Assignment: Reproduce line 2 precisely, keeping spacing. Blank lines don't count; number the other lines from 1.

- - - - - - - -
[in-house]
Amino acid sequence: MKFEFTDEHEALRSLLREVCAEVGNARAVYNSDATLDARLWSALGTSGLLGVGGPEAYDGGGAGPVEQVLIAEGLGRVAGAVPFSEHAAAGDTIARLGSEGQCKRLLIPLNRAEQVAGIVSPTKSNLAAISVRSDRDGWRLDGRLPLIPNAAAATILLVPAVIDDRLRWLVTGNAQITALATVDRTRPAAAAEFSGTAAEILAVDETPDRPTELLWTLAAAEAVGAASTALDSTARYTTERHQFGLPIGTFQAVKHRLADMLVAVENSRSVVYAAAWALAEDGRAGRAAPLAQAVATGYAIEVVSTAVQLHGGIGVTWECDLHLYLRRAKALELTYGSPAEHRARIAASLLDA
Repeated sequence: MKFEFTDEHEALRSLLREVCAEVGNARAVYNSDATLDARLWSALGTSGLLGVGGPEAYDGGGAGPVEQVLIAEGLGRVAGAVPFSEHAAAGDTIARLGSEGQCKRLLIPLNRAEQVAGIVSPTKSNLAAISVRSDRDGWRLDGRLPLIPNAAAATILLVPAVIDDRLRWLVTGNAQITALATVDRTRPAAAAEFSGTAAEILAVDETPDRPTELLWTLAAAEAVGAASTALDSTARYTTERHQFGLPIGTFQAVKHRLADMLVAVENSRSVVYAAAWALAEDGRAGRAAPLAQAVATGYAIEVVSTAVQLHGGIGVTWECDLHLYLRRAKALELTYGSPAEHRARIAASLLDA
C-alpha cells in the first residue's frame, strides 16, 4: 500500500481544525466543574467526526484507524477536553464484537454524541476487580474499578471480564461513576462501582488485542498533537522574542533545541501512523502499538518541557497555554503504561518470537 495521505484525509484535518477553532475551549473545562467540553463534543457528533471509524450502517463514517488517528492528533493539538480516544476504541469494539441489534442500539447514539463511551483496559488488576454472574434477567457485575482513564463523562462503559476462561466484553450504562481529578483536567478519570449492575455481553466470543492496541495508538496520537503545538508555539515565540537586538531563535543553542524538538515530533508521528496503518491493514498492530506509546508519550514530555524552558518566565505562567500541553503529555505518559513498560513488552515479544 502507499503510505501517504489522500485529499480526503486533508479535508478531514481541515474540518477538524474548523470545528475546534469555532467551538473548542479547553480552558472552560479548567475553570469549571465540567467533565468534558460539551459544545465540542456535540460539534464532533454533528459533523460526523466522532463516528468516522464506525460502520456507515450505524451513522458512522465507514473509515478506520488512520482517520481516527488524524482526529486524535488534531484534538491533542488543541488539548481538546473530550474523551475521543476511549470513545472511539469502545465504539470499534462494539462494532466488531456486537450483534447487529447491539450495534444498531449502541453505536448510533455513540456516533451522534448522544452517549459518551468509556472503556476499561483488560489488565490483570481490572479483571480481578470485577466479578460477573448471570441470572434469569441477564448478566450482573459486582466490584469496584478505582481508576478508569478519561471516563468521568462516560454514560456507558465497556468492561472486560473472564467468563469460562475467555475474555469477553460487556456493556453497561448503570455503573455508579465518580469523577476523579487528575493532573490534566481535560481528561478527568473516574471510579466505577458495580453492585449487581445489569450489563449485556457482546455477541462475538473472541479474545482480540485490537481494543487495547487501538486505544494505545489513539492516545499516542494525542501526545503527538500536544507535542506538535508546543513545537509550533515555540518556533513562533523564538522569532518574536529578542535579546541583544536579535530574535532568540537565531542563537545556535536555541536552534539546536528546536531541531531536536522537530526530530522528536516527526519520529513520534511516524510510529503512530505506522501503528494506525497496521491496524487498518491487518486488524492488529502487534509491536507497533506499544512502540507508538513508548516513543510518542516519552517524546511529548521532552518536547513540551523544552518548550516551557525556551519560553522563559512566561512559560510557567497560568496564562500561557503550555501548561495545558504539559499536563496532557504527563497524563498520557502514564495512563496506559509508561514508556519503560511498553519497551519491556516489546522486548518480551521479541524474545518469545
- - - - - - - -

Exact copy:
Amino acid sequence: MKFEFTDEHEALRSLLREVCAEVGNARAVYNSDATLDARLWSALGTSGLLGVGGPEAYDGGGAGPVEQVLIAEGLGRVAGAVPFSEHAAAGDTIARLGSEGQCKRLLIPLNRAEQVAGIVSPTKSNLAAISVRSDRDGWRLDGRLPLIPNAAAATILLVPAVIDDRLRWLVTGNAQITALATVDRTRPAAAAEFSGTAAEILAVDETPDRPTELLWTLAAAEAVGAASTALDSTARYTTERHQFGLPIGTFQAVKHRLADMLVAVENSRSVVYAAAWALAEDGRAGRAAPLAQAVATGYAIEVVSTAVQLHGGIGVTWECDLHLYLRRAKALELTYGSPAEHRARIAASLLDA